No one likes higher taxes, and most economists agree, the worst time to raise taxes is during an economic slowdown.

President Kennedy understood the relationship between tax cuts and economic growth. He proposed sweeping tax cuts, and said that, “Every dollar released from taxation that is spent or invested will help create a new job and a new salary.”

But we were forced to make a Sophie’s choice: close a record $42 billion deficit or allow the state’s fiscal disaster to continue to spiral into a catastrophe.

We chose the lesser of the two evils.

Don’t get me wrong, I agree that unchecked growth in spending contributed greatly to this mess.

That’s precisely why, as Republicans, we fought so strongly for a sensible and responsible spending limit and a rainy day fund. That’s also why we fought for “real” reductions in spending. As a result, for the first time in state history, California’s General Fund spending was less than the prior year.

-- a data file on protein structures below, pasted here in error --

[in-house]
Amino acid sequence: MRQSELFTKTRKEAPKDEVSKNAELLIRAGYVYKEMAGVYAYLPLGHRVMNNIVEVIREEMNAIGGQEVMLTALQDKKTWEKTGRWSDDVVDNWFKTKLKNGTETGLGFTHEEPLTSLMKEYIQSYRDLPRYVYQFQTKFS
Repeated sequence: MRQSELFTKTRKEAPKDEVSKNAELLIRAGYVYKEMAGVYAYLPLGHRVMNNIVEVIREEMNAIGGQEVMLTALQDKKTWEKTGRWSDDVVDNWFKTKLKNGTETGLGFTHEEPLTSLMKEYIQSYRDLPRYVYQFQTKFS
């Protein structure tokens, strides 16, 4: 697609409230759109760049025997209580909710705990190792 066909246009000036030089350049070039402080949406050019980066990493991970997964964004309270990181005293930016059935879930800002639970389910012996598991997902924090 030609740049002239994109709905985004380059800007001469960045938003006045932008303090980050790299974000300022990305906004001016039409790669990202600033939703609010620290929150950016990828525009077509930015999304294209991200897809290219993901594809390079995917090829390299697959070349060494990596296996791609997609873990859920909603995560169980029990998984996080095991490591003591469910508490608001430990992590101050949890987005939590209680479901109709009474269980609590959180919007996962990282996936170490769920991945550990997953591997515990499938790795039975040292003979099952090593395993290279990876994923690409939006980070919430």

This budget compromise was far from perfect – by definition, no compromise is. But it was better than no compromise at all.

Republicans are usually portrayed as the party of “no”…but this budget delivered on the permanent reforms that Republicans had sought for decades by:
• forcing government to live within its means,
• getting more Californians to work through economic stimulus, and
• giving schools the tools they need to direct more resources to the classroom.

Last year, divergent special interests spent millions to defeat the reforms we proposed, chief among them a spending limit and rainy day fund. As such, based on the decision of just 28% of the eligible voters who bothered to participate, the state missed an opportunity to stop the fiscal roller coaster and bring discipline and stability to our budget process.